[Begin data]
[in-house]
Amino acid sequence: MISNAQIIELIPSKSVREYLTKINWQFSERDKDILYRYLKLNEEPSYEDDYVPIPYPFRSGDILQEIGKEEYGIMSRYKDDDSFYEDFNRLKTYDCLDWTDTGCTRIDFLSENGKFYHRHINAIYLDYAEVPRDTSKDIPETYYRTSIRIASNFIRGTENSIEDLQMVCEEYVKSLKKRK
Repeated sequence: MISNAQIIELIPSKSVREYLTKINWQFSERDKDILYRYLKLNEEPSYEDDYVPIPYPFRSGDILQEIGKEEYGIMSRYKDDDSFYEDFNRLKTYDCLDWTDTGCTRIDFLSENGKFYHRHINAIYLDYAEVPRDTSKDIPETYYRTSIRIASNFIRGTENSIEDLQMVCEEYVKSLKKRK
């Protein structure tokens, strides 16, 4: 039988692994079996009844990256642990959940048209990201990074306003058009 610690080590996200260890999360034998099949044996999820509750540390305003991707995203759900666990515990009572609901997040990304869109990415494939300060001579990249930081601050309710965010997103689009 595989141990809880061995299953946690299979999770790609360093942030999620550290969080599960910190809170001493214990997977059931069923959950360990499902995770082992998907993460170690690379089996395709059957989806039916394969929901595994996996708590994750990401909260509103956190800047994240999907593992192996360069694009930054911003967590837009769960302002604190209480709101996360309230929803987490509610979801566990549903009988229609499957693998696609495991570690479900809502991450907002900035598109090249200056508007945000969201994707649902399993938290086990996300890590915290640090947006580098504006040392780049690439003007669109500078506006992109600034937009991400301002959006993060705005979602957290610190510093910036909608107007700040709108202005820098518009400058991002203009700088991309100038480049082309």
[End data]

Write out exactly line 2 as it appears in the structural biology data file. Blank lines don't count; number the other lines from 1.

Amino acid sequence: MISNAQIIELIPSKSVREYLTKINWQFSERDKDILYRYLKLNEEPSYEDDYVPIPYPFRSGDILQEIGKEEYGIMSRYKDDDSFYEDFNRLKTYDCLDWTDTGCTRIDFLSENGKFYHRHINAIYLDYAEVPRDTSKDIPETYYRTSIRIASNFIRGTENSIEDLQMVCEEYVKSLKKRK